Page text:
We believe car manufacturers are going to seek Waymo’s offering over the competition, until competing firms are able to develop a similarly sophisticated yet affordable system that enables complete autonomy in driving, because of Waymo’s:

  1. Proprietary self-driving system that includes breakthrough technology and software;
  2. Proven track record for safety and mileage; and
  3. Successfully managing to significantly decrease costs.

4. Plans to Expand the Application of its Technology to Other Services and Sectors

Waymo has mentioned it targets to expand its technology beyond personal use and apply it to other services and sectors such as ridesharing and logistics.

Waymo has created a passenger-only prototype for a cab, which does not have pedals or a steering wheel. In October 2015, the company announced that it had successfully tested the car in Texas, with a blind passenger riding in it solo, and advocates the use of its technology to help disabled passengers travel independently.

Although Waymo has yet to openly trial its technology for use in taxis, Google Inc., the company that was responsible for the project (and whose name has since been changed to Alphabet), filed a patent on June 22, 2015, in the US, titled “Determining Pickup and Destination Locations for Autonomous Vehicles,” which suggests plans for a taxi service. Figure 3 exhibits the drawings excerpted from the company’s patent number 20160370194, which was recently made public.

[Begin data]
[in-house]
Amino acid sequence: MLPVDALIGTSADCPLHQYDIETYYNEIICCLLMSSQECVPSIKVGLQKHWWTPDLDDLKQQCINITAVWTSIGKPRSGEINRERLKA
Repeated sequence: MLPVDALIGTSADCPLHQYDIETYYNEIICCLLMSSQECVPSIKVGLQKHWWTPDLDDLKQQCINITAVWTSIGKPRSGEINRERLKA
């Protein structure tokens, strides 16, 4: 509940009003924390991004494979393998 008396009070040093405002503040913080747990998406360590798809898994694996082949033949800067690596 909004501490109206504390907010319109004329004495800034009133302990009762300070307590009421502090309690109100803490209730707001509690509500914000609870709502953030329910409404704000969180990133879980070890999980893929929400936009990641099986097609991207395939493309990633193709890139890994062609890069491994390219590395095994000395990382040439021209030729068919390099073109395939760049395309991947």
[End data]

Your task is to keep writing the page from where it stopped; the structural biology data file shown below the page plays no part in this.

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Waymo is not alone in trialing technology for taxi services. Uber has already tested self-driving cabs with an engineer present, in Pittsburgh, and MIT-spinoff nuTonomy has run a pilot with autonomous cabs in Singapore. Although these two firms have a leg up in the cab-hailing sector, both appear to be far from achieving the level of sophistication that Waymo has reached in autonomous-driving technology.

However, recent news suggests that the race for the leadership in self-driving technology is about to heat up. In February 2017, Waymo filed a lawsuit against Uber and Anthony Levandowski, a key former member of Google’s autonomous vehicle research team, alleging that the taxi company had stolen its trade secrets and infringed its patents related to lidar technology.

Waymo claims that Levandowski unlawfully downloaded data while he was employed at Alphabet and that it learnt of the infringement when a supplier to both firms inadvertently sent an e-mail to Waymo that was intended for Uber. The dispute is still unsettled and much has happened over the year, including Levandowski pleading the fifth amendment during depositions, which invokes his right to refuse answering self-incriminating questions. He has also been dismissed from Uber for refusing to co-operate with its internal investigations.

The jury trial began on February 5, 2018, and is expected to end in the week of February 19, 2018 but the verdict announcement date is subject to how long the jury takes to consider the hearings.